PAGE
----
Presenting one of the most celebrated compositions of the so-called 'Golden Age' of French painting, this picture is based on the painting by Charles Le Brun commissioned by Louis XIV in 1660 and now in the Château de Versailles. Le Brun was First Painter to the King and, in 1648, co-founder of the Académie royale de peinture et de sculpture. This fine reduction, possibly by Le Brun's pupil Nicolas-Pierre Loir (Paris 1632-1679), fully conveys the Le Brun's interest in facial expression, codified in his 'Têtes d'expression'.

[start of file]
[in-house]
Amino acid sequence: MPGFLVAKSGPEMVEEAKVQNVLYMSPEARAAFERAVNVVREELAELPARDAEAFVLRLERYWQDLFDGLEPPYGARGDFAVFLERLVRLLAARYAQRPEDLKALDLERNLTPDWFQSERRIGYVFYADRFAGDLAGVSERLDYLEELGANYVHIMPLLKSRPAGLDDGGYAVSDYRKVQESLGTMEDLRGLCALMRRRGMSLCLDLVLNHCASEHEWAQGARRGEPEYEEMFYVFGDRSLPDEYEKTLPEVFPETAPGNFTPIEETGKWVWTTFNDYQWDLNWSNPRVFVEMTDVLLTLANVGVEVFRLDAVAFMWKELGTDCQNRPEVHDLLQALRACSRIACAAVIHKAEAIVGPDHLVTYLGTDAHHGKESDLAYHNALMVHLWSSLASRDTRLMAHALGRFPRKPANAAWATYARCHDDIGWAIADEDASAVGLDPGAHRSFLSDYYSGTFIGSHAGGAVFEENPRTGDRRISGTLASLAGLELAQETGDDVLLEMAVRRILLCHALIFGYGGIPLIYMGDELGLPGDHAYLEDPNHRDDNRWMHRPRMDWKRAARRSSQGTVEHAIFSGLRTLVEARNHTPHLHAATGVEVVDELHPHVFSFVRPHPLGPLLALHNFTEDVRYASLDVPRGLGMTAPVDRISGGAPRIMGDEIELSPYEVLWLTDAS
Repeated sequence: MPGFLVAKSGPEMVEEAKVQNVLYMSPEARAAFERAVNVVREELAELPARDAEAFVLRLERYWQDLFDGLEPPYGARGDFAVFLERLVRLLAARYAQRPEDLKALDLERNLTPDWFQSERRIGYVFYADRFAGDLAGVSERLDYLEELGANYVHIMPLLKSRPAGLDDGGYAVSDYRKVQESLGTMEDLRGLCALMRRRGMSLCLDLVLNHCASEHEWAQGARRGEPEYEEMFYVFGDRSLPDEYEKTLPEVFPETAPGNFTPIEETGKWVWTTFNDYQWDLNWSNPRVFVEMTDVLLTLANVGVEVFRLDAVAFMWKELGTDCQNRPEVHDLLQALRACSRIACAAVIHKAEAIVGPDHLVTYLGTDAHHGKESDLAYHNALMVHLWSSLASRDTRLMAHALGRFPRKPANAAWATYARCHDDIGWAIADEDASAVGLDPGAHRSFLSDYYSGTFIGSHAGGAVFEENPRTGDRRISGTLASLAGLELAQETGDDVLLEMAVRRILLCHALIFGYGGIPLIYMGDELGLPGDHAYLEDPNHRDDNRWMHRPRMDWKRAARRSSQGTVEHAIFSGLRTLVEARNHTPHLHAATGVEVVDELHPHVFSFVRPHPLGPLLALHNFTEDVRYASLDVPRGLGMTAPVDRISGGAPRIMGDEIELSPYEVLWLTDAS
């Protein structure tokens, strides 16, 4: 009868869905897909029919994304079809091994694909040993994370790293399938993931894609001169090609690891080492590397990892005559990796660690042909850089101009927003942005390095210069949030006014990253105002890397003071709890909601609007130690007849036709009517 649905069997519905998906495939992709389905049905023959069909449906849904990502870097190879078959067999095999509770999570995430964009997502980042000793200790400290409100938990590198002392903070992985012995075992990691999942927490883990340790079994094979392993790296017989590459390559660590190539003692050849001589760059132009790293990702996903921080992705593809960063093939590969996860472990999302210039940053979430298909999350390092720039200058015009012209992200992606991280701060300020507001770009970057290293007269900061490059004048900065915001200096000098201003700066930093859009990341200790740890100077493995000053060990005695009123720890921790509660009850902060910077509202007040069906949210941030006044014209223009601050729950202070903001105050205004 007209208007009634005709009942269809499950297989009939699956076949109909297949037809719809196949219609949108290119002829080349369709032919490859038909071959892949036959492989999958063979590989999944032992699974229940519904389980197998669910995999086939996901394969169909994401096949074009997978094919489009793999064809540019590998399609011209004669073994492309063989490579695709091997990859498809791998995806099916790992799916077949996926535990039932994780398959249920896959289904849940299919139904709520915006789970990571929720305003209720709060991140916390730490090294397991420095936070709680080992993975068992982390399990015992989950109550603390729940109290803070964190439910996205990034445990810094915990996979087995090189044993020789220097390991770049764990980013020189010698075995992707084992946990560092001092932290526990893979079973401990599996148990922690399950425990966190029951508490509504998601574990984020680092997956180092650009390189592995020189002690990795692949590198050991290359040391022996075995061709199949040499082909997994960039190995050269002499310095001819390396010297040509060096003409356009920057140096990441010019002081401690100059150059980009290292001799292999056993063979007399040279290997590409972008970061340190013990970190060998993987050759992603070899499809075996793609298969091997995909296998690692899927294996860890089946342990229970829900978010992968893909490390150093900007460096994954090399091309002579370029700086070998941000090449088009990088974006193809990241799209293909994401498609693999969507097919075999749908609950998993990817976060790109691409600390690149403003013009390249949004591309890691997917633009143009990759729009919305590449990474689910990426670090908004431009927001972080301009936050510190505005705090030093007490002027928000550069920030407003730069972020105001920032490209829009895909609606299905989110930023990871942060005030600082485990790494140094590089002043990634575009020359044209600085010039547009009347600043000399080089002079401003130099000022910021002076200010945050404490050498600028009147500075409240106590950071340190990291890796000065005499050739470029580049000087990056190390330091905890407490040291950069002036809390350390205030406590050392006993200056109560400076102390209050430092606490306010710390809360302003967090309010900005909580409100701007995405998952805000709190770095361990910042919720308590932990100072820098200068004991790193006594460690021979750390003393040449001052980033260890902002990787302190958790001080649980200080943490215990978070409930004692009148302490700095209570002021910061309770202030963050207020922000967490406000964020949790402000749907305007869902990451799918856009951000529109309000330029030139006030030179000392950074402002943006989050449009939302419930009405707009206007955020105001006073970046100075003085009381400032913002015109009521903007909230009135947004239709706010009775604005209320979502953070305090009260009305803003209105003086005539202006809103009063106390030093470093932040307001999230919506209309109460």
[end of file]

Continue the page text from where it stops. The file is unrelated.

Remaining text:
The subject is drawn from the Greek historian Cleitarchus of Alexandria (4th century B.C.): having conquered the Persian King Darius III, Alexander the Great displays his magnanimity by sparing the mother, wives and daughters of Darius.
As Mrs. Jameson correctly noted in her history of the Grosvenor Gallery, the price Sir Richard Grosvenor paid for this picture in 1758 was 'considered very high at that period', and serves as a testimony to the very great esteem that Le Brun has always commanded.